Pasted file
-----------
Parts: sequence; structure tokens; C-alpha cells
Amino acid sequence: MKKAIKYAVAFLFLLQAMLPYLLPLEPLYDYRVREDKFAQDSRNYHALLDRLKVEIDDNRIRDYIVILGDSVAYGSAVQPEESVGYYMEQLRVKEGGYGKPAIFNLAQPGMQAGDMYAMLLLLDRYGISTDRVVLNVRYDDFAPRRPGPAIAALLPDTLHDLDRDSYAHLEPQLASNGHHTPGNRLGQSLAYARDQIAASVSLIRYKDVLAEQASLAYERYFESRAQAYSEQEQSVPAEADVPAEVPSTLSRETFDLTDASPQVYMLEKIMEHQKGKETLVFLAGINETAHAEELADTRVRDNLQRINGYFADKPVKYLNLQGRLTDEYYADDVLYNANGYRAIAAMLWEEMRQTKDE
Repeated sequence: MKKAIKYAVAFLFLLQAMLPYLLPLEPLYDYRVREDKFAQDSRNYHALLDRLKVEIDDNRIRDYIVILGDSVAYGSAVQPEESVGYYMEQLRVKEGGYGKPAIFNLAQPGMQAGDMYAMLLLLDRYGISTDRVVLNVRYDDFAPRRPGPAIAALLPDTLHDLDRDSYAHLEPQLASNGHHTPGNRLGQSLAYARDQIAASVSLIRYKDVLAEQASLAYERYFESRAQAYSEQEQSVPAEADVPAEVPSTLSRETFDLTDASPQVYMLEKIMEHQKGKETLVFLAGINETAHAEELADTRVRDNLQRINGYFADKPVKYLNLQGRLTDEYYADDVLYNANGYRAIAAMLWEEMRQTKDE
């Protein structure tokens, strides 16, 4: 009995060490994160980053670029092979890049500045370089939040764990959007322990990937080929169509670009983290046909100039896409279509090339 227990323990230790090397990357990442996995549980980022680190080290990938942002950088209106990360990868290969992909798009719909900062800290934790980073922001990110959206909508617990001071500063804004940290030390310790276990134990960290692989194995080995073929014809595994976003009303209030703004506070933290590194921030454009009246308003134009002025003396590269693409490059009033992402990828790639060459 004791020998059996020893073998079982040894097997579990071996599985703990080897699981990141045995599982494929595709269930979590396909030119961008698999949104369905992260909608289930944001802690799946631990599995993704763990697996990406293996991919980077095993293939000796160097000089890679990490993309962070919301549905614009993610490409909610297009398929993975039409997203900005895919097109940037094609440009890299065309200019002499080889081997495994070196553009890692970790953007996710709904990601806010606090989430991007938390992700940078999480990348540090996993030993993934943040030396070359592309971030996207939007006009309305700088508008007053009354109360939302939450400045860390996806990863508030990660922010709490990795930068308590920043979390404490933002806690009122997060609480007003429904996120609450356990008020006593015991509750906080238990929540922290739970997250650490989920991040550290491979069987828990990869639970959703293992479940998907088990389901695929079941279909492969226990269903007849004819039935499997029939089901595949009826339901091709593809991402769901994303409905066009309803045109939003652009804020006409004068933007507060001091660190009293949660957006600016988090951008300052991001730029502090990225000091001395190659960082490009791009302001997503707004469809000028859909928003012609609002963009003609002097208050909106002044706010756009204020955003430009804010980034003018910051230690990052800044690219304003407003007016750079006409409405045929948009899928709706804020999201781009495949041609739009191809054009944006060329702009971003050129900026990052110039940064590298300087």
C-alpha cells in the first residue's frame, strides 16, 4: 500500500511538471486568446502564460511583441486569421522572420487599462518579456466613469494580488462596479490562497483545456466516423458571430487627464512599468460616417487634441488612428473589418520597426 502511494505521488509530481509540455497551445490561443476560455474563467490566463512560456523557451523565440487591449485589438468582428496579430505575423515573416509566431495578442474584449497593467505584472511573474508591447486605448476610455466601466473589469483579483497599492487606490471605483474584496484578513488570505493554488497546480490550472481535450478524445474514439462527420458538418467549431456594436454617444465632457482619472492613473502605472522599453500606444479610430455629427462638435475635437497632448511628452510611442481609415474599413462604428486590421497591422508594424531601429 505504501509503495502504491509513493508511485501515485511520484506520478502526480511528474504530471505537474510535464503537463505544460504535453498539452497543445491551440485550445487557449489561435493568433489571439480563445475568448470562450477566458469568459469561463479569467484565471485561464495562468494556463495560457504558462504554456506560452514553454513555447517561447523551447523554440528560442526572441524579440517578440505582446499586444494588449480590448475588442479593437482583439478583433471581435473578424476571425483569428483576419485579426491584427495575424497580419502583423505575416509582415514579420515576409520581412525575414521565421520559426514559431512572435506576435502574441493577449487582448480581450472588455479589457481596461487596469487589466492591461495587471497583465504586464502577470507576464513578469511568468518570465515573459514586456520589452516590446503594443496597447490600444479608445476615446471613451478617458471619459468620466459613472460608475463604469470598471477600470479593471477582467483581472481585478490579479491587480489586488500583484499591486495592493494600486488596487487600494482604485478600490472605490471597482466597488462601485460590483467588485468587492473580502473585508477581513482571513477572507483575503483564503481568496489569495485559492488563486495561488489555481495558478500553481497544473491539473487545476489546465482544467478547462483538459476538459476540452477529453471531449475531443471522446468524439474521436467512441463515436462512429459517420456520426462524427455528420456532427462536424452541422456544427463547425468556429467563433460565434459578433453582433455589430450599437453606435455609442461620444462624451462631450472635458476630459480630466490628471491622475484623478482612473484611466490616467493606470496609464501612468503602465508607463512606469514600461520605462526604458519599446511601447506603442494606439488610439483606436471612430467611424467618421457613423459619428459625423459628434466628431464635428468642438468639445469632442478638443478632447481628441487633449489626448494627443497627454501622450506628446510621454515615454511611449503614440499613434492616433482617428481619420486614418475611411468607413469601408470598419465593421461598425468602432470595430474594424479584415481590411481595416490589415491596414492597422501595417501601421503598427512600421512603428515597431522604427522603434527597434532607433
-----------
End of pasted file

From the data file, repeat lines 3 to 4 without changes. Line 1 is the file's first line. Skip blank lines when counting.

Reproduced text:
Repeated sequence: MKKAIKYAVAFLFLLQAMLPYLLPLEPLYDYRVREDKFAQDSRNYHALLDRLKVEIDDNRIRDYIVILGDSVAYGSAVQPEESVGYYMEQLRVKEGGYGKPAIFNLAQPGMQAGDMYAMLLLLDRYGISTDRVVLNVRYDDFAPRRPGPAIAALLPDTLHDLDRDSYAHLEPQLASNGHHTPGNRLGQSLAYARDQIAASVSLIRYKDVLAEQASLAYERYFESRAQAYSEQEQSVPAEADVPAEVPSTLSRETFDLTDASPQVYMLEKIMEHQKGKETLVFLAGINETAHAEELADTRVRDNLQRINGYFADKPVKYLNLQGRLTDEYYADDVLYNANGYRAIAAMLWEEMRQTKDE
């Protein structure tokens, strides 16, 4: 009995060490994160980053670029092979890049500045370089939040764990959007322990990937080929169509670009983290046909100039896409279509090339 227990323990230790090397990357990442996995549980980022680190080290990938942002950088209106990360990868290969992909798009719909900062800290934790980073922001990110959206909508617990001071500063804004940290030390310790276990134990960290692989194995080995073929014809595994976003009303209030703004506070933290590194921030454009009246308003134009002025003396590269693409490059009033992402990828790639060459 004791020998059996020893073998079982040894097997579990071996599985703990080897699981990141045995599982494929595709269930979590396909030119961008698999949104369905992260909608289930944001802690799946631990599995993704763990697996990406293996991919980077095993293939000796160097000089890679990490993309962070919301549905614009993610490409909610297009398929993975039409997203900005895919097109940037094609440009890299065309200019002499080889081997495994070196553009890692970790953007996710709904990601806010606090989430991007938390992700940078999480990348540090996993030993993934943040030396070359592309971030996207939007006009309305700088508008007053009354109360939302939450400045860390996806990863508030990660922010709490990795930068308590920043979390404490933002806690009122997060609480007003429904996120609450356990008020006593015991509750906080238990929540922290739970997250650490989920991040550290491979069987828990990869639970959703293992479940998907088990389901695929079941279909492969226990269903007849004819039935499997029939089901595949009826339901091709593809991402769901994303409905066009309803045109939003652009804020006409004068933007507060001091660190009293949660957006600016988090951008300052991001730029502090990225000091001395190659960082490009791009302001997503707004469809000028859909928003012609609002963009003609002097208050909106002044706010756009204020955003430009804010980034003018910051230690990052800044690219304003407003007016750079006409409405045929948009899928709706804020999201781009495949041609739009191809054009944006060329702009971003050129900026990052110039940064590298300087």